Obstructive Genitourinary Defect


Condition Description

Obstructive genitourinary defects are congenital narrowing or absence of urinary tract structures. These conditions are the most common congenital defect of any organ system. The severity of the problems for the child depends on the degree and level of the obstruction. For example, the most common type of obstruction is at the uteropelvic junction (UPJ), an obstruction that occurs between the ureter and the kidney at the place they join. Due to this obstruction urine does not easily pass through the ureter and consequently it backs up through the renal system. The second most common obstruction is where the ureter enters the back wall of the bladder, the ureterovesicular junction (UVJ). UVJ obstruction, which usually involves only one kidney, will result in backflow and enlargement of the ureter (called megaureter).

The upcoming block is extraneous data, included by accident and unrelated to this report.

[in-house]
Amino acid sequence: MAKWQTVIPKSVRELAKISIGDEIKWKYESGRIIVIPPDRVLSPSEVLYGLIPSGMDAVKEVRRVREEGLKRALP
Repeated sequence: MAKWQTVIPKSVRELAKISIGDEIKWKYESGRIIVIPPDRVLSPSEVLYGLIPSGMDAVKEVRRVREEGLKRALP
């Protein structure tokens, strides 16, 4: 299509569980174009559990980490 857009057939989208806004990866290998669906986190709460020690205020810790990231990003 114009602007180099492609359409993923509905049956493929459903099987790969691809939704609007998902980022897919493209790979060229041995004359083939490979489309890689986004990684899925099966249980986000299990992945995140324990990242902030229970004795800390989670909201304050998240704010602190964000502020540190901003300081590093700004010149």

Any type of urinary tract obstruction will interfere with normal fetal development, and the degree of damage depends on the severity of the obstruction. The spectrum of fetal injury depends on the type, degree and duration of the obstruction. In unborn babies with high-grade obstruction, urine output is decreased, leading to lack of amniotic fluid (called oligohydramnios). The lungs also will not develop properly due to the lack of amniotic fluid. Hydronephrosis, which is kidney damage, is a frequent result of an obstruction in the urinary system. Our program has been tracking obstructive genitourinary defect (renal pelvis and ureter only) among live births in select counties since 2005 and are gradually expanding statewide.

  • Using data from births to Hennepin and Ramsey county residents between 2007-2011, we found that 20.5 babies were born with obstructive genitourinary defect (renal pelvis and ureter only) per 10,000 births.
  • Using this data, we estimate about 144 babies are born with obstructive genitourinary defect (renal pelvis and ureter only) every year in Minnesota.

Parental education and support are essential, and local, regional and national organizations may be very helpful.

Condition specific organizations

Additional information and resources for families are available.